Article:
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Case Report
2022
:13;
215
doi:
10.25259/SNI_360_2022

Original technique of sealing cerebrospinal fluid leakage from dural sac causing spontaneous cerebral hypotension

Corresponding author: Mateusz Miroslaw Zabek, Faculty of Medicine, Cardinal Stefan Wyszynski University, Warsaw, Poland. mateusz.m.zabek@gmail.com
Licence

This is an open-access article distributed under the terms of the Creative Commons Attribution-Non Commercial-Share Alike 4.0 License, which allows others to remix, transform, and build upon the work non-commercially, as long as the author is credited and the new creations are licensed under the identical terms.

How to cite this article: Zabek MM, Turek G. Original technique of sealing cerebrospinal fluid leakage from dural sac causing spontaneous cerebral hypotension. Surg Neurol Int 2022;13:215.

Abstract

Background:

Spontaneous intracranial hypotension (SIH) is a rare disease characterized by a decrease in the volume and pressure of cerebrospinal fluid (CSF) resulting from its leakage through the dura mater. SIH is curable, but it can lead to serious clinical sequelae or even death if not treated properly.

Case Description:

A 37-year-old female with headaches occurring in standing position and increasing especially during verticalization. Magnetic resonance imaging showed an image characteristic of SIH. Conservative treatment was applied in the form of bed rest. CT myelography scan located the site of CSF leakage. As the conservative treatment proved inefficient, it was decided to perform an epidural fistula sealing using the patient’s venous blood, administered under computed tomography guidance. The performed procedure completely resolved the patient’s complaints, allowing her to be discharged home.

Conclusion:

Patients with suspected SIH should remain in the supine position until a definitive diagnosis is made. Sealing the meningeal fistula with venous blood under computed tomography guidance should be considered in case of conservative treatment failure.

Keywords

Computed tomography myelography
Dura mater fistula seal
Epidural blood patch under computed tomography guidance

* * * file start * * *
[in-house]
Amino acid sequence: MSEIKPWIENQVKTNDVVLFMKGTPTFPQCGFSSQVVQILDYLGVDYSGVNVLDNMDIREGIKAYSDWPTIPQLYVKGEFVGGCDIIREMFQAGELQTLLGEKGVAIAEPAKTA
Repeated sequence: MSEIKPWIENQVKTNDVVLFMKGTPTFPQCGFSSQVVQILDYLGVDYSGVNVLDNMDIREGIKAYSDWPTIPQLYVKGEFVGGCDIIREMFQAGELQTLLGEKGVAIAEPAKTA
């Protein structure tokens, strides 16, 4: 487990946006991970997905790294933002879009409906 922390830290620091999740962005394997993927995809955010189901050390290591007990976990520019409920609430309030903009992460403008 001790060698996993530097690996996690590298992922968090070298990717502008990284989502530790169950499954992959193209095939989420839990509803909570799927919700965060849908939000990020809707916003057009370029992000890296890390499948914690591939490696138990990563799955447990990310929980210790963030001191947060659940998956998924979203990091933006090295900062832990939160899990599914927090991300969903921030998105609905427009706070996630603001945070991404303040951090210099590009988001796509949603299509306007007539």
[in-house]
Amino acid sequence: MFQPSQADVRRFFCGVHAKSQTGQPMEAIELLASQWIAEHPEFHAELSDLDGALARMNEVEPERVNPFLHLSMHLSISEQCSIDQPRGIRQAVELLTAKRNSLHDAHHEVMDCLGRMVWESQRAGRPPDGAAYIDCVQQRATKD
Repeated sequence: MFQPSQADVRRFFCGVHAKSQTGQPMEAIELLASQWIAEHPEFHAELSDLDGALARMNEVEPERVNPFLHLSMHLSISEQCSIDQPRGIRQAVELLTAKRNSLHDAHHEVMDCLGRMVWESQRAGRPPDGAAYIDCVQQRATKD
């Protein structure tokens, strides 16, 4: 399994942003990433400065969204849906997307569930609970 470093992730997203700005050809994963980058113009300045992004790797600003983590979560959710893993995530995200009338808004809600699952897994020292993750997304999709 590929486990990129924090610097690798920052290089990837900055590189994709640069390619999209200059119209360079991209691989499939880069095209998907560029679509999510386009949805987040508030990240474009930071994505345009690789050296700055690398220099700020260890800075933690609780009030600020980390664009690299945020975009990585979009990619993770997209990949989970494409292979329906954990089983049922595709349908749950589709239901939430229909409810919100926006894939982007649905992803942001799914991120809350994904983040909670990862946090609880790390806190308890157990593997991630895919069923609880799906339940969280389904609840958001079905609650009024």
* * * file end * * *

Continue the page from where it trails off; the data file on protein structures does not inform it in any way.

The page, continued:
Intracranial hypotension
Spontaneous intracranial hypotension

INTRODUCTION

Spontaneous intracranial hypotension (SIH) is a disease characterized by a decrease in the amount and/or pressure of cerebrospinal fluid (CSF). The cause of the decrease in CSF is its leakage through the damaged dura. Typically, there are no trauma, surgery, or other causes explaining the history of existing dura mater injury in SIH.

Severe, debilitating headache that occurs or worsens during verticalization is the main symptom reported by the patients. The reclining position provides patients with relief. Associated complaints in this syndrome may include double vision, tinnitus, dizziness, neck stiffness, nausea, vomiting, auditory hypersensitivity, deafness, and vision loss.[3,12] The occurrence of these symptoms is explained by the Monro–Kellie hypothesis, according to which CSF leakage leads to a decrease in intracranial pressure and disrupts intracranial homeostasis. Decreased pressure leads to venodilation and increases meningeal tone, which is the likely cause of patient-reported pain. Meningeal tension can also lead to interruption of the bridging veins which can result in subdural bleeding.[11,13]

Magnetic resonance imaging (MRI) is a useful examination in the diagnostics of SIH, allowing to find changes such as cerebral hemispheres lowered below the tentorial notch, diffuse enhancement of the arachnoid mater, dilation of the dura mater sinuses, subdural exudates or hematomas, wedging of the cerebellar tonsils, enlargement and swelling of the pituitary gland, atrophy of the suprasellar and perimesencephalic cistern, thrombosis of the meningeal sinuses, and epidural congestion of the spinal canal.[1,8,10,12,18] Computed tomography (CT) myelography and radioisotope cisternography are other useful tests in the diagnostics of SIH, which may help in precise detection the site of CSF leakage.